The vicar of Anatolia and president of Caritas Turkey announces the mobilisation of Christian organisations to bring aid to the stricken population. An event that "took them by surprise". Head of Caritas Anatolia speaks of "serious and extensive damage". The Hatay airport runway destroyed, hospitals also hit. Bishop Audo's testimony in Aleppo: "Great fear" for "violent tremors".
Milan (AsiaNews) - "A total disaster". This is the dramatic and concise description of the extent of the devastation wrought by the overnight earthquake that struck Turkey causing hundreds of deaths also in neighbouring Syria, shared by the vicar of Anatolia Mgr Paolo Bizzeti with AsiaNews.
The prelate is in Italy this week for a series of meetings, but he has been in contact - as much as possible given the broken communictaion lines - with the faithful and collaborators in the area.
"The cathedral of the vicariate in Iskenderun [the Church of the Annunciation, a 19th century building] has collapsed," he adds, "all the buildings are uninhabitable" but so far "there are no victims" reported among the local Christian community.
The prelate is also president of Caritas Turkey and is already announcing 'the opening of a subscription' to help the local population. "The earthquake struck in the middle of the night, it was just after 4 a.m." and this took most of the people who were sleeping in their homes by "surprise". "A disastrous event," he adds, and even now "the fear is great" for further, possible strong aftershocks that often follow the main quake.
John Farhad Sadredin, head of Caritas Anatolia, is also in Italy for an event scheduled for tonight in Veneto, which has already been cancelled. He is looking for a ticket to leave in the next few hours.
"I tried to contact several people in the area," he tells AsiaNews, "but until recently entire areas were isolated and it was not possible to communicate by phone. "We are hosting about seventy people left homeless," Farhad continues, "in a church and in the refectory" of the community, in the town that was once known as Alexandretta, "the damage is serious and extensive.
"The main tremor occurred shortly after 4am, throughout the region the toll is very heavy, several buildings have collapsed and in one of them a member of our community in Antioch is also missing".
"There are at least 200 collapsed buildings, they are trying to recover the victims. The wall and roof of the Syriac church also came down; the Orthodox church also collapsed and there are policemen under the rubble. The search is underway," he concludes, "while we are looking for a ticket to get back, but the runway of Hatay airport, which serves the cities of Antakya [ancient Antioch] and Iskenderun, has been destroyed. Damage was also recorded in the hospitals of the two cities and at the police headquarters."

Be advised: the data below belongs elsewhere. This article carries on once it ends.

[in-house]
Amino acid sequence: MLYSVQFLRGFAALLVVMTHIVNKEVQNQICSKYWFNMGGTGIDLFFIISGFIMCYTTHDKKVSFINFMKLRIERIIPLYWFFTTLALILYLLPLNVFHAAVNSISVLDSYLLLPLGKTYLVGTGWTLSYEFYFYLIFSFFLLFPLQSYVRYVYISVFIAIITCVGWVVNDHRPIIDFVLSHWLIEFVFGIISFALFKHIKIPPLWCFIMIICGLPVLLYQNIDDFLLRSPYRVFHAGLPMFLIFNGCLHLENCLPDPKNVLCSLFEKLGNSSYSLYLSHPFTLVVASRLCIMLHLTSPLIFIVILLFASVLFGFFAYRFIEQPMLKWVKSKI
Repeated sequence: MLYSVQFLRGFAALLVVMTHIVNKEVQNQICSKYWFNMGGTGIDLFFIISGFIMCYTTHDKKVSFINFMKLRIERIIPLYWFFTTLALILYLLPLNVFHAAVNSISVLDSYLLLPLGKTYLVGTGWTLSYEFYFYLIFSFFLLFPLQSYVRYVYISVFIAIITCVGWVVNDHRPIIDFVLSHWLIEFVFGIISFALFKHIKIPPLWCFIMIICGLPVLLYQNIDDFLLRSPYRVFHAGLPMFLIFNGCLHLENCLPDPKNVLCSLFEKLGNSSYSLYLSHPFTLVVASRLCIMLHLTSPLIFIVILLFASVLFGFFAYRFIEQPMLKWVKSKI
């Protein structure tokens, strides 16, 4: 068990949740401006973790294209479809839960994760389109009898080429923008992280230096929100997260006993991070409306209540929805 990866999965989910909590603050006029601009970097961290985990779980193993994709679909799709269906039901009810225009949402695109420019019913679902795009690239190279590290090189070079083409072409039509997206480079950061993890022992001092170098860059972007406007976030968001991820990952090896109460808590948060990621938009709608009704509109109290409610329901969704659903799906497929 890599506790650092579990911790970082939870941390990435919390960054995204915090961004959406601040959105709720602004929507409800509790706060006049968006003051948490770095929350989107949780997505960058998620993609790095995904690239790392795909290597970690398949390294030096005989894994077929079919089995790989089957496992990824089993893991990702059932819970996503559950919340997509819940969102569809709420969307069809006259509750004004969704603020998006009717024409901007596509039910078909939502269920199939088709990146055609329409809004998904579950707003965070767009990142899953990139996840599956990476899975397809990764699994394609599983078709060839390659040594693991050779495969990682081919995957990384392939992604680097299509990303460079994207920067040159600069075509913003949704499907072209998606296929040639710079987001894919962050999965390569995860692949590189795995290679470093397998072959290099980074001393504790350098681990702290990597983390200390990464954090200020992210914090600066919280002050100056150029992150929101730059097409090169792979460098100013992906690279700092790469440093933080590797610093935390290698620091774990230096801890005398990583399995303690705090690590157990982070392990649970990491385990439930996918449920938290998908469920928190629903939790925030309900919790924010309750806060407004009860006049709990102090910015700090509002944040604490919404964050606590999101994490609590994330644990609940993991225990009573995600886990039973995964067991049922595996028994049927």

Meanwhile, the death toll from the 7.8 magnitude earthquake (some sources speak of 7.9 on the Richter scale) that struck Turkey and Syria, but was felt separately in many other countries, including Lebanon, Israel, and Greece by millions of people, continues to worsen.
In Turkey, the death toll stands at 284, but the figure continues to rise as the minutes pass, plus over 2,300 injured, but again this is only a partial estimate. According to some experts, it could be the worst in the country's recent history, with at least 40 aftershocks already recorded.
In a note, Turkish President Recep Tayyp Erdogan announced the dispatch of search and rescue teams "to the most affected regions. We hope to survive this disaster," he added, "as quickly as possible and with as little damage as possible, and we continue to work."
In Gaziantep, near the epicentre, the historic castle, one of the city's most famous symbols, has been destroyed and a state of emergency is in force throughout the country. In neighbouring Syria, where President Bashar al-Assad chaired an emergency meeting, the number of victims is already reported to be 427 (plus another 120 in rebel-held areas) and the number of injured has exceeded 600. The governorates of Aleppo, Homs, Latakia and Hama were affected.
"We felt the earthquake very distinctly," Mgr Antoine Audo, Chaldean bishop of Aleppo and former president of Caritas Syria, tells AsiaNews.
"We were very scared, there were three very violent tremors in less than two minutes. There are many deaths in Syria as well, official figures are constantly being updated. There is damage in Aleppo, Tartus, Idlib and in many other cities there are collapsed buildings. Here in the bishopric, stones have fallen from the nearby mosque, part of the minaret has collapsed. All over the city there is damage, first the war that has done so much damage and now the earthquake... now we are assessing the initial estimates, then with the various Christian organisations we will move to bring aid to the affected populations".